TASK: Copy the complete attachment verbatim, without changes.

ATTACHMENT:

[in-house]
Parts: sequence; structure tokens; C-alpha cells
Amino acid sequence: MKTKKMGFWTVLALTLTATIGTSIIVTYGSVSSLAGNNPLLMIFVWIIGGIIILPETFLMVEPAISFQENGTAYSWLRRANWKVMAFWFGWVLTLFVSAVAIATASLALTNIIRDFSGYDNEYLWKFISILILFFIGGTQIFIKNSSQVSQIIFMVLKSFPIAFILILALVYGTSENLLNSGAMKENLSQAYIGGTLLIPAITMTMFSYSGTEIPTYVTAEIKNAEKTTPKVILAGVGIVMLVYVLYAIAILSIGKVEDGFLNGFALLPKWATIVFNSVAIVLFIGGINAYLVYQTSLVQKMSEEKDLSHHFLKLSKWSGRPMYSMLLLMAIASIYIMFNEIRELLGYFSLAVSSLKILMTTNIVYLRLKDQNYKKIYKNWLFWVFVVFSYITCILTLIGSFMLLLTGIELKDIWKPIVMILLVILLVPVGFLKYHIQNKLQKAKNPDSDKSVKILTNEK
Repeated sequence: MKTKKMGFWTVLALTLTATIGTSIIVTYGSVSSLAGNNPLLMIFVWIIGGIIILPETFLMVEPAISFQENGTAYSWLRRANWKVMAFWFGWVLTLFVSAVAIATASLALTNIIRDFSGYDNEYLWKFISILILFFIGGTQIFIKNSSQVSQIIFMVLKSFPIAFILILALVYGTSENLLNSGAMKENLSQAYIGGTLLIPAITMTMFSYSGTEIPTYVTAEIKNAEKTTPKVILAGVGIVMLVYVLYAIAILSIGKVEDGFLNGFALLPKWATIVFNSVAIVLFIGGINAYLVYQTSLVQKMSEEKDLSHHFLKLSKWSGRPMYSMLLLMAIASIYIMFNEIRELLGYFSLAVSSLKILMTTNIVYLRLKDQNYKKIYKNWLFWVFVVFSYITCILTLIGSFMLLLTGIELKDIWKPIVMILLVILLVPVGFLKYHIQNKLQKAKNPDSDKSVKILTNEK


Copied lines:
[in-house]
Parts: sequence; structure tokens; C-alpha cells
Amino acid sequence: MKTKKMGFWTVLALTLTATIGTSIIVTYGSVSSLAGNNPLLMIFVWIIGGIIILPETFLMVEPAISFQENGTAYSWLRRANWKVMAFWFGWVLTLFVSAVAIATASLALTNIIRDFSGYDNEYLWKFISILILFFIGGTQIFIKNSSQVSQIIFMVLKSFPIAFILILALVYGTSENLLNSGAMKENLSQAYIGGTLLIPAITMTMFSYSGTEIPTYVTAEIKNAEKTTPKVILAGVGIVMLVYVLYAIAILSIGKVEDGFLNGFALLPKWATIVFNSVAIVLFIGGINAYLVYQTSLVQKMSEEKDLSHHFLKLSKWSGRPMYSMLLLMAIASIYIMFNEIRELLGYFSLAVSSLKILMTTNIVYLRLKDQNYKKIYKNWLFWVFVVFSYITCILTLIGSFMLLLTGIELKDIWKPIVMILLVILLVPVGFLKYHIQNKLQKAKNPDSDKSVKILTNEK
Repeated sequence: MKTKKMGFWTVLALTLTATIGTSIIVTYGSVSSLAGNNPLLMIFVWIIGGIIILPETFLMVEPAISFQENGTAYSWLRRANWKVMAFWFGWVLTLFVSAVAIATASLALTNIIRDFSGYDNEYLWKFISILILFFIGGTQIFIKNSSQVSQIIFMVLKSFPIAFILILALVYGTSENLLNSGAMKENLSQAYIGGTLLIPAITMTMFSYSGTEIPTYVTAEIKNAEKTTPKVILAGVGIVMLVYVLYAIAILSIGKVEDGFLNGFALLPKWATIVFNSVAIVLFIGGINAYLVYQTSLVQKMSEEKDLSHHFLKLSKWSGRPMYSMLLLMAIASIYIMFNEIRELLGYFSLAVSSLKILMTTNIVYLRLKDQNYKKIYKNWLFWVFVVFSYITCILTLIGSFMLLLTGIELKDIWKPIVMILLVILLVPVGFLKYHIQNKLQKAKNPDSDKSVKILTNEK